Last night I sat down in a chair at the front of the room and nervously looked out at 30 people facing me. All of them in this room, in this house, on this night, because of me. And I had no idea what they were about to say.
1 month and 10 days ago I lost my job as a college director at a large church in Los Angeles. The church was struggling financially and needed to make some difficult decisions. Eliminating my position, along with 3 others, was one of those decisions. Tough news to hear. And it came on the heels of a difficult 6 months of doubt and insecurity about my ability to do my job.
The church was a large, thriving church with dynamic leaders, ministries, and Sunday worship. And I had begun to compare the larger church experience to our college group experience. And they seemed much different. It was small. It didn’t feel like it was thriving. I was almost certain that its leader was not dynamic.
But last night, I heard a different story. Those 30 people, in that room, in that house, were current students, former students, volunteer leaders, and staff members I have worked with for the last 3 years. They had surprised me. 6 weeks after leaving my post, they had all shown up at this church-member’s home to share one more night together. The first hour was full of laughter, memories, and food.
And now, here I sat. And they were all staring at me. They had just been asked to affirm me. To tell stories, share experiences, and recall moments with me that might have impacted them. And as I sat there – after a difficult season of uncertainty in ministry – I truly did not know what they would say. Or if they would say anything. I was nervous and self-conscious.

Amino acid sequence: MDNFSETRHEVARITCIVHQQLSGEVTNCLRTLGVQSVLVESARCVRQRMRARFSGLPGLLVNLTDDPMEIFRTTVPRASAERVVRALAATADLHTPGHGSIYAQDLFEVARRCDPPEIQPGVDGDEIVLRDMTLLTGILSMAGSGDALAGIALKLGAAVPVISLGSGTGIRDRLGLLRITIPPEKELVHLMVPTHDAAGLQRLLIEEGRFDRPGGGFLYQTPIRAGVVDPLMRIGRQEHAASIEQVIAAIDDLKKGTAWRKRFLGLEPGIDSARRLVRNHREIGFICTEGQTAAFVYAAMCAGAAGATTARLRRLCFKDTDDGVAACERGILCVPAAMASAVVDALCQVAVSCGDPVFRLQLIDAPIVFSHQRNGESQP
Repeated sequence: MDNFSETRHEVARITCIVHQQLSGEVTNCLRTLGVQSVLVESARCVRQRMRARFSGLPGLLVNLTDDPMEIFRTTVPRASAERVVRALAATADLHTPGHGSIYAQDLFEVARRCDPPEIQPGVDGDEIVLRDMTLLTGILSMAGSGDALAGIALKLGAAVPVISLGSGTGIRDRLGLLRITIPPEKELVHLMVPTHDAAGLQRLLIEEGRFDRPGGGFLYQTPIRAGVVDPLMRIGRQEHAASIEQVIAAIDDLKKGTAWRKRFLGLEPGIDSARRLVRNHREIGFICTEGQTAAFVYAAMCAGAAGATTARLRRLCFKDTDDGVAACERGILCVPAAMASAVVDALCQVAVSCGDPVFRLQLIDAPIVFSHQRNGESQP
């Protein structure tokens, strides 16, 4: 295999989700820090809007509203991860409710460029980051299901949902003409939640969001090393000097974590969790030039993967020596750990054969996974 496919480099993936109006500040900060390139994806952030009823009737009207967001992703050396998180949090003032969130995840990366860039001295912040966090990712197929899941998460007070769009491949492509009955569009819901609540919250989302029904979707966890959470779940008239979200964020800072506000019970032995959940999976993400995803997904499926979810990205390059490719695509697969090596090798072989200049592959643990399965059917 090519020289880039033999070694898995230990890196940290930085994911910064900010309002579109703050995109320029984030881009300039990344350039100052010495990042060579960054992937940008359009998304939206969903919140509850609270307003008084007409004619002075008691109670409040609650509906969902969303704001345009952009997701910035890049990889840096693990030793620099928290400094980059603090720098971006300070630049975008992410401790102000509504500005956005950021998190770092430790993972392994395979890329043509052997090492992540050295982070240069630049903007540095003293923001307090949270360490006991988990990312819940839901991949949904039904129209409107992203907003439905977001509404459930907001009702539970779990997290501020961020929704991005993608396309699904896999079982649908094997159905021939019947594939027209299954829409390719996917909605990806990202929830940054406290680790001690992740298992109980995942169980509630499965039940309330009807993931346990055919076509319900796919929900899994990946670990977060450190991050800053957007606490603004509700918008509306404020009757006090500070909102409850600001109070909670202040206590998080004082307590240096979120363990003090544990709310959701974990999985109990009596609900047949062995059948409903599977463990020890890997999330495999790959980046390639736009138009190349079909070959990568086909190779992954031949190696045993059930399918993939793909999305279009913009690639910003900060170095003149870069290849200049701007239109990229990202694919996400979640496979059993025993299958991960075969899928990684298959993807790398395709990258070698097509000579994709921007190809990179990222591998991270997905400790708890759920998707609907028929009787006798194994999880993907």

And then, one-by-one, they shared how God had used our ministry together to change their lives. How Jesus had become a real friend. How they had heard from God for the first time. How they had felt new freedom to serve God with their gifts. How they were encouraged, challenged, embraced, convicted, moved, and loved by each other – and yes, by me.
All I could do was sit still – look them each in the eye – and whisper thank you. Out-loud to them, and silently to my Father. I was humbled and moved. And I offered Him the praise He deserved in this moment. For changing lives, and for allowing me to be part of it.
As it turns out, our ministry was not small at all. And thriving and dynamic it was. And I was humbled and disappointed in myself for thinking otherwise.
I tell this story for this reason – the little things matter. They matter a lot. The things you do, in the name of Christ, for the benefit of others that you think are little – are not little at all. They change people’s lives by drawing them closer to the Savior you know and love and serve.
There are very few moments – if any – in life when you are forced to sit and humbly listen to encouraging words from those you have impacted. It just doesn’t happen. It will likely not happen to me again. But I relay this story to you, not as a reminder that what I did was important, but as an passionate encouragement to you – WHAT YOU DO MATTERS.
Every time you love – every time you are honest – every time you listen – every time you smile, serve, touch, forgive, teach, lead, empower, witness, accept, embrace and speak to another person at home, work, the bank, Starbucks, the grocery store, church, Macy’s, the inner city, or a foreign country – it matters.
Jesus is using you. He is loving others and calling them home – through you. And nothing about that is little.
My hope is that you and I, whether or not we ever have the embarrassingly humble oppportunity to hear from those Christ has touched through us, that we will never fail to remember that people matter. Every person. Every moment. Every time.
May you and I love Jesus because nothing else matters, and love Jesus because everything else matters.
And may we humbly enjoy the rare moments in life when God tells us through other people that we matter.